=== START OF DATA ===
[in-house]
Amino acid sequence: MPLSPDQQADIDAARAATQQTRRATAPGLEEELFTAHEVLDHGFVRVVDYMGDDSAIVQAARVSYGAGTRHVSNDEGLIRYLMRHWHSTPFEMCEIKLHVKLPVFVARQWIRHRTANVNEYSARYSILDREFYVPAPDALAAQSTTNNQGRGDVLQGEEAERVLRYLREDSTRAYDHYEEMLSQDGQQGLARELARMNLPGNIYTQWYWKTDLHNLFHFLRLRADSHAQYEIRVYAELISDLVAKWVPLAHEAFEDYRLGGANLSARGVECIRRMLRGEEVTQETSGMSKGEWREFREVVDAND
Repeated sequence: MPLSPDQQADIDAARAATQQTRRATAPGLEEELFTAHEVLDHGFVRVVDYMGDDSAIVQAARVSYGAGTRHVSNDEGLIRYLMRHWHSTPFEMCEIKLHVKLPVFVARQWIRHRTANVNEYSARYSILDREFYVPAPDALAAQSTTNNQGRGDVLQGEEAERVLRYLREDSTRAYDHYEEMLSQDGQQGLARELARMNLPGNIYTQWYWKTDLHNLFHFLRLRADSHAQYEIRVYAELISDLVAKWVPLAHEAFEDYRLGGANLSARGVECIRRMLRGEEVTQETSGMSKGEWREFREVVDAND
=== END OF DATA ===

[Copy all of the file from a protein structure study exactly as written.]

[in-house]
Amino acid sequence: MPLSPDQQADIDAARAATQQTRRATAPGLEEELFTAHEVLDHGFVRVVDYMGDDSAIVQAARVSYGAGTRHVSNDEGLIRYLMRHWHSTPFEMCEIKLHVKLPVFVARQWIRHRTANVNEYSARYSILDREFYVPAPDALAAQSTTNNQGRGDVLQGEEAERVLRYLREDSTRAYDHYEEMLSQDGQQGLARELARMNLPGNIYTQWYWKTDLHNLFHFLRLRADSHAQYEIRVYAELISDLVAKWVPLAHEAFEDYRLGGANLSARGVECIRRMLRGEEVTQETSGMSKGEWREFREVVDAND
Repeated sequence: MPLSPDQQADIDAARAATQQTRRATAPGLEEELFTAHEVLDHGFVRVVDYMGDDSAIVQAARVSYGAGTRHVSNDEGLIRYLMRHWHSTPFEMCEIKLHVKLPVFVARQWIRHRTANVNEYSARYSILDREFYVPAPDALAAQSTTNNQGRGDVLQGEEAERVLRYLREDSTRAYDHYEEMLSQDGQQGLARELARMNLPGNIYTQWYWKTDLHNLFHFLRLRADSHAQYEIRVYAELISDLVAKWVPLAHEAFEDYRLGGANLSARGVECIRRMLRGEEVTQETSGMSKGEWREFREVVDAND